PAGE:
Untangling the Politics of Black Hair

22 November 2014, 12pm – 2pm

How do you wear your hair? Why?

Does popular culture propagate an unrealistic, Eurocentric ideal of beauty?

What impact is this having on young people today?


NAE hosts a panel discussion chaired by Hannah Pool, Chair of UKFeminista, published author and journalist (The Guardian, The Times, Grazia.) Taking the political and cultural significance of black hair as our starting point, the panel – artists, cultural commentators, academics and activists – will discuss the relationship between hair and post-colonialist beauty ideals, and the impact this has had on perceptions of identity. Local young people will lead a discussion around how popular culture is influencing the next generation's sense of self-worth. The event will also explore how we can begin to eradicate negative reinforcement and promote positive experiences. Join us to share your views and play a key part in moving the debate forward. Further panel members will be announced soon.

Panellists

Emma Dabiri


Emma Dabiri is a writer and activist. She is a PhD researcher in the Goldsmiths Sociology Department and a teaching fellow in the Africa Department at SOAS. She is regularly invited to contribute to discussions on issues relating to Africa and the Diaspora.


Lorna Holder

Lorna has over 30 years experience at Executive level in the retail hairdressing, beauty & fashion industries, as well as in print journalism, producing cultural events and the visual and performing arts. Lorna's career into retail hairdressing and beauty developed between 1985-1990 when she opened her own Retail Hairdressing and Beauty Salons, Lapaz in Camden, and Notting Hill, London. Lapaz was one of the first multicultural One Stop hair, beauty and retail businesses in the UK. The chain was unique in that they pioneered natural looking hair extensions for all communities, refining the "weave on" prevalent amongst the Caribbean ladies at that time, specialising in Mono Fibre hair extensions. Records of Lapaz, retail hairdressing and beauty salon (1985-1990) form part of Lorna's business archive collection deposited at the London Metropolitan Archives.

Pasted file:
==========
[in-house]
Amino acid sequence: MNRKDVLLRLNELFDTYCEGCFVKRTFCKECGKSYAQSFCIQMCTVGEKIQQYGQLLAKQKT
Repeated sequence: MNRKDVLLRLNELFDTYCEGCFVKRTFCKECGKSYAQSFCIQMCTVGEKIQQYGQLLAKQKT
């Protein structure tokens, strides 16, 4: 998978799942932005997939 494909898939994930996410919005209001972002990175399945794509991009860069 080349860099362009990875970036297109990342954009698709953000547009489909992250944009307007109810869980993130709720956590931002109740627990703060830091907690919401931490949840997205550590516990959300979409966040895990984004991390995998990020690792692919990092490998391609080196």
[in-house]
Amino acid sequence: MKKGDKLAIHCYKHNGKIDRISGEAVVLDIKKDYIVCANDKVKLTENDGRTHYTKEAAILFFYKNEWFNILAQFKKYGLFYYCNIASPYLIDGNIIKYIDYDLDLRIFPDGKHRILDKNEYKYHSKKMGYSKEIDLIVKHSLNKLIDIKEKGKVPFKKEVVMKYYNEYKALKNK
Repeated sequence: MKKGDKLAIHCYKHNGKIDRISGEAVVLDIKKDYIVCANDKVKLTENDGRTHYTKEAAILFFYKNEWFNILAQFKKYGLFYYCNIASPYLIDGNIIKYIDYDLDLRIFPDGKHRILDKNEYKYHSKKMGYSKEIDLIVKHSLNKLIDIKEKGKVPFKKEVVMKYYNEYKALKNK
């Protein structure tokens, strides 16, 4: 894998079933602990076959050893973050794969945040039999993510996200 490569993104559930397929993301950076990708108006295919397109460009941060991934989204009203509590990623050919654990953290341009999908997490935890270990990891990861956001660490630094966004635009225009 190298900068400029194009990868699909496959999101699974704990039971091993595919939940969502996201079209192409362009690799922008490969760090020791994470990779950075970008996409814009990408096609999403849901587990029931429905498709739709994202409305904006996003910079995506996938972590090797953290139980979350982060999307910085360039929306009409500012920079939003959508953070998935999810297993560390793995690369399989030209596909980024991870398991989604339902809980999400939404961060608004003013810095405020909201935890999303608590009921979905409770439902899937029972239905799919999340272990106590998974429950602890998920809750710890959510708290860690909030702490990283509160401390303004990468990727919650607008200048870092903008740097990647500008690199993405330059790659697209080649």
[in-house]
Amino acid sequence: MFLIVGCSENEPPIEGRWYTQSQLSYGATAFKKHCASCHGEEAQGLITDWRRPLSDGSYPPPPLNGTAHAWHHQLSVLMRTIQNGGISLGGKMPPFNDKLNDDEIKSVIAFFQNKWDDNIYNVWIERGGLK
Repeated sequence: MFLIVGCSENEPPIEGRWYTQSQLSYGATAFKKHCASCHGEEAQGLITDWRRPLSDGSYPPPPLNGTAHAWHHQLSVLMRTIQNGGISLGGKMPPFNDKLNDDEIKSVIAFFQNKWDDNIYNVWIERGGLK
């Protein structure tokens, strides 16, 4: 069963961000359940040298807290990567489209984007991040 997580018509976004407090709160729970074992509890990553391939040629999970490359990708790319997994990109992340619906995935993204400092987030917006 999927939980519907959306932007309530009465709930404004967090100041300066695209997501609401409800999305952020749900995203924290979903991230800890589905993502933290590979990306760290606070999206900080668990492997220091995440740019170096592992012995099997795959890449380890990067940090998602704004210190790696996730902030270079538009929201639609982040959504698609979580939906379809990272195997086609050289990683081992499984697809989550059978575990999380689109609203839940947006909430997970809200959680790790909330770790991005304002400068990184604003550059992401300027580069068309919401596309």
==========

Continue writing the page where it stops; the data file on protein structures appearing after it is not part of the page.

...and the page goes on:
Honey Williams

Honey is a Singer Songwriter, Artist, Illustrator, Graphic Designer and Poet. Director of The G.O.A. Choir and Creator
of the Pickyheads Movement, which highlights the beauty and misconceptions around hair of African descent via multi-sensory events which encompass artistic expression. Honey is an Image Activist and creator of successful natural hair
blog 'Contemporary Natural Hair'.

Rachael Young

Rachael is a writer, performer and Co- Artistic Director of First Floor Theatre. Her work focuses on autobiographical explorations, collaborative theatre making and the creation of immersive, interactive performance. In the past she has worked with companies such as, Nottingham Playhouse, Tara Arts, Lincoln Drill Hall, and Hatch. New Art Exchange has commissioned Rachael to undertake a creative journey around the cultural significance of hair.
Working with artist and hair dresser Richard Houguez, their project Crowns of Confidence is a participatory piece
that will use hairstyling to explore cultural identity.

Shane Solanki
Shane is an artist, performer, author and recording artist, creating music under the alias Last Mango in Paris. This year he has developed 'Superheroines I Have Known and Loved: A Hairy Tale', a performance and graphic novel exploring the issues facing a man as he attempts to write a children's book about gender equality.

 

To book a place please call 0115 924 8630.


Admission: FREE
Age range: All are welcome

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New Art Exchange
39-41 Gregory Boulevard
Nottingham
NG7 6BE, Uk

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0115 924 8630
info@nae.org.uk

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Acknowledgements

We would like to acknowledge the financial support new art exchange has received from our funders and partners.

Supported by

Logos for; Arts Council England, Nottingham City Council

Capital funders

Logos for; Nottingham City Council, East Midlands Development Agency, Neighbourhood Development Company, European Regional Development Fund, Greater Nottingham Partnership, Arts Council England